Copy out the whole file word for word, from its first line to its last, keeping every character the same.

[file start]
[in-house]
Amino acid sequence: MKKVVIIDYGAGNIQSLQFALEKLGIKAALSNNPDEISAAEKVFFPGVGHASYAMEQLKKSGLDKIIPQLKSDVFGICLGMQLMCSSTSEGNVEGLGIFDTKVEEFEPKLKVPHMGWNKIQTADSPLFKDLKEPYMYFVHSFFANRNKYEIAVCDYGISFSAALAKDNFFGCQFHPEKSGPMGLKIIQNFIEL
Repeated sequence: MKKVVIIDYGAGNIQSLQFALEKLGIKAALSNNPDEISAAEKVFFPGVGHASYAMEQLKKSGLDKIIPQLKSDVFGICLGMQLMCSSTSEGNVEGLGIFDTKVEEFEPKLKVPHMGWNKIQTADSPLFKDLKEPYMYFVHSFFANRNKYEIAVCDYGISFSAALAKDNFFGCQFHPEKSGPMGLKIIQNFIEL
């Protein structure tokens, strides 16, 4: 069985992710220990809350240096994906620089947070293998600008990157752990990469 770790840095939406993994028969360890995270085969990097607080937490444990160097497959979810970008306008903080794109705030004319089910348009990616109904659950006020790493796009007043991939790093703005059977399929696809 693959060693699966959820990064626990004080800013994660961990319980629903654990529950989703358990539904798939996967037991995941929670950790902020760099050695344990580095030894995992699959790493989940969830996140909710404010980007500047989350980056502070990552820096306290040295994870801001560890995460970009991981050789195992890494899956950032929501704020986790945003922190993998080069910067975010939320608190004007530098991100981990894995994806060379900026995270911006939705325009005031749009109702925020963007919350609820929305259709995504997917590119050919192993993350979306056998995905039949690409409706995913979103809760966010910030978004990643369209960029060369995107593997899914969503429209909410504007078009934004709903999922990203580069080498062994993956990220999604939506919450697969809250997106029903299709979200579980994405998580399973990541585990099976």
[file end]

[in-house]
Amino acid sequence: MKKVVIIDYGAGNIQSLQFALEKLGIKAALSNNPDEISAAEKVFFPGVGHASYAMEQLKKSGLDKIIPQLKSDVFGICLGMQLMCSSTSEGNVEGLGIFDTKVEEFEPKLKVPHMGWNKIQTADSPLFKDLKEPYMYFVHSFFANRNKYEIAVCDYGISFSAALAKDNFFGCQFHPEKSGPMGLKIIQNFIEL
Repeated sequence: MKKVVIIDYGAGNIQSLQFALEKLGIKAALSNNPDEISAAEKVFFPGVGHASYAMEQLKKSGLDKIIPQLKSDVFGICLGMQLMCSSTSEGNVEGLGIFDTKVEEFEPKLKVPHMGWNKIQTADSPLFKDLKEPYMYFVHSFFANRNKYEIAVCDYGISFSAALAKDNFFGCQFHPEKSGPMGLKIIQNFIEL
């Protein structure tokens, strides 16, 4: 069985992710220990809350240096994906620089947070293998600008990157752990990469 770790840095939406993994028969360890995270085969990097607080937490444990160097497959979810970008306008903080794109705030004319089910348009990616109904659950006020790493796009007043991939790093703005059977399929696809 693959060693699966959820990064626990004080800013994660961990319980629903654990529950989703358990539904798939996967037991995941929670950790902020760099050695344990580095030894995992699959790493989940969830996140909710404010980007500047989350980056502070990552820096306290040295994870801001560890995460970009991981050789195992890494899956950032929501704020986790945003922190993998080069910067975010939320608190004007530098991100981990894995994806060379900026995270911006939705325009005031749009109702925020963007919350609820929305259709995504997917590119050919192993993350979306056998995905039949690409409706995913979103809760966010910030978004990643369209960029060369995107593997899914969503429209909410504007078009934004709903999922990203580069080498062994993956990220999604939506919450697969809250997106029903299709979200579980994405998580399973990541585990099976």